Ambulatory Treatment Feasible for Infants With Febrile Urinary Tract Infections
Posted Aug 10 2009 4:22pm
From Medscape Medical News
Laurie Barclay, MD Charles P. Vega, MD, FAAFP
July 13, 2009 — Ambulatory treatment is feasible for infants aged 30 to 90 days with febrile urinary tract infections (UTIs), according to the results of a cohort study reported in the July issue of Pediatrics.
"It is common practice to hospitalize 1- to 3-month-old infants with febrile UTIs and to treat them with intravenously administered antibiotics," write Marie-Joëlle Doré-Bergeron, MD, from Sainte-Justine University Hospital Center, University of Montreal in Quebec, Canada, and colleagues. "This is the first study to examine ambulatory treatment with short-term, intravenous antibiotic therapy for young infants with febrile UTIs. This treatment option is feasible and may reduce significantly the number of hospital admissions for UTIs in this age group."
Between January 1, 2005, and September 30, 2007, a total of 118 children aged 30 to 90 days were seen for presumed febrile UTIs in the emergency department of a tertiary-care pediatric hospital and enrolled in this study. Of these, 67 (56.8%) were given intravenously administered antibiotics as outpatients in a day treatment center, and 51 (43.2%) met exclusion criteria and were hospitalized.
For those infants treated in the day treatment center, median age was 66 days (age range, 33 - 85 days), and the diagnosis of UTI was confirmed for 86.6% of patients. Urine culture results were positive for Escherichia coli in 84.5% of infants, and 98.3% of isolates were sensitive to gentamicin. Six infants (10.3%) had positive blood culture results, including 5 that were positive for E coli.
Mean duration of intravenous antibiotic treatment in the day treatment center was 2.7 days, and mean number of visits was 2.9, including appointments for voiding cystourethrography. The rate of parental compliance with day treatment center visits was 98.3%, and 8.6% of infants had problems with intravenous access. Of patients with confirmed UTIs, 86.2% underwent successful treatment in the day treatment center, defined as attendance at all visits, temperature normalization within 48 hours, negative control urine and blood culture results if cultures were performed, and no hospitalization from the day treatment center.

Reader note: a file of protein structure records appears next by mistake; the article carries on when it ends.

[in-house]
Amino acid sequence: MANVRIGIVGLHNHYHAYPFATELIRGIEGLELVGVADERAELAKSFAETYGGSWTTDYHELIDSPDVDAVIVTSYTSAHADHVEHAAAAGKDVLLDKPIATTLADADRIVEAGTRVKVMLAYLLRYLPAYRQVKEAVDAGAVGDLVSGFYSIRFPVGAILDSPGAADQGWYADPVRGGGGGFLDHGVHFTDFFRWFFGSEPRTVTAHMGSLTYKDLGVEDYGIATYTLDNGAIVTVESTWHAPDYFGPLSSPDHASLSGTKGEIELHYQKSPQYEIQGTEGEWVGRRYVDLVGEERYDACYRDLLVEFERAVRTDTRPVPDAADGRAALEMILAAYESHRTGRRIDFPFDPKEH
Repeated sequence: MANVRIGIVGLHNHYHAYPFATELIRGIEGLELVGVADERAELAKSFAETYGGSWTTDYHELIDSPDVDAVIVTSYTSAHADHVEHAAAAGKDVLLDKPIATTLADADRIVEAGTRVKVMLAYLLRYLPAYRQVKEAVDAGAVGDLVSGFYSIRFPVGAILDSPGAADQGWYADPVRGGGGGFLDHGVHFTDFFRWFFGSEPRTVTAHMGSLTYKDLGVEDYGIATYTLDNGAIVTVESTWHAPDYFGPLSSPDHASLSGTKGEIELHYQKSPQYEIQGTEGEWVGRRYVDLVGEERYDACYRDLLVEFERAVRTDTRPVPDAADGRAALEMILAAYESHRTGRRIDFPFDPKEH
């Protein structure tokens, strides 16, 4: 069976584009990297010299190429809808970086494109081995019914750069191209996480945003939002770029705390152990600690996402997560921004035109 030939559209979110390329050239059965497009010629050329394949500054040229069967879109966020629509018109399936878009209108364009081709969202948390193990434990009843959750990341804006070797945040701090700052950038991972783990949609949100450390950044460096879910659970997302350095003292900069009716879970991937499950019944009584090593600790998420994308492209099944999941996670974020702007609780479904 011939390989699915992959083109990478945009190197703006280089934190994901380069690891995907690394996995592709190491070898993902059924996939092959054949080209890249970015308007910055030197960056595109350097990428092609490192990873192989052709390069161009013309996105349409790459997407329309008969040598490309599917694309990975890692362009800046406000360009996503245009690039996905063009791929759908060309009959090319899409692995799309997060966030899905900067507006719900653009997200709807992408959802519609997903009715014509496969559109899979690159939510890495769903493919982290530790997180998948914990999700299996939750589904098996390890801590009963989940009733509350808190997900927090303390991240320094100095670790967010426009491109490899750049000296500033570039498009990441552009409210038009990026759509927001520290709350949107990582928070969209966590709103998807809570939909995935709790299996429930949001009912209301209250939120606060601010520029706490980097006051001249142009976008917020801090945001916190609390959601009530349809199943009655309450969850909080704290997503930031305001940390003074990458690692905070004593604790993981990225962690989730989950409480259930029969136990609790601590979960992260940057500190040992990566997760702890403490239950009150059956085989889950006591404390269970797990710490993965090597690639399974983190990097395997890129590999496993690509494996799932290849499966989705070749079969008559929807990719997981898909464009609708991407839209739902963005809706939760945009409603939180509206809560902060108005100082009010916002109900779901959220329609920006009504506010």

Limitations of this study include lack of generalizability to less intensively monitored care settings.
"Ambulatory treatment of infants 30 to 90 days of age with febrile urinary tract infections by using short-term, intravenous antibiotic therapy at a day treatment center is feasible," the study authors write. "Excellent parental compliance can be achieved in this setting, which allows close medical supervision. During the wait for more evidence on the safety of oral antibiotic therapy for very young infants with UTIs, this approach may reduce significantly the number of hospital admissions for UTI treatment in this age group."
The study authors have disclosed no relevant financial relationships.
UTI can be a serious illness, particularly among young children, and the authors of the current study provide a review of the workup and management of UTIs. Bacteremia associated with UTI is most common among infants younger than 2 months, when the prevalence of bacteremia secondary to UTI may exceed 20%. However, there are few symptoms and signs to alert the clinician as to which child has bacteremia in the presence of a UTI. Thus, the standard of care calls for intravenous antibiotic therapy against gram-negative organisms for the initial treatment of UTIs among infants. Some research has found that oral antibiotic therapy is equally effective as parenteral therapy followed by oral treatment, but this result is not as well documented among infants.
The current study compares an outpatient-based treatment strategy for UTI vs inpatient treatment among infants between the ages of 1 to 3 months.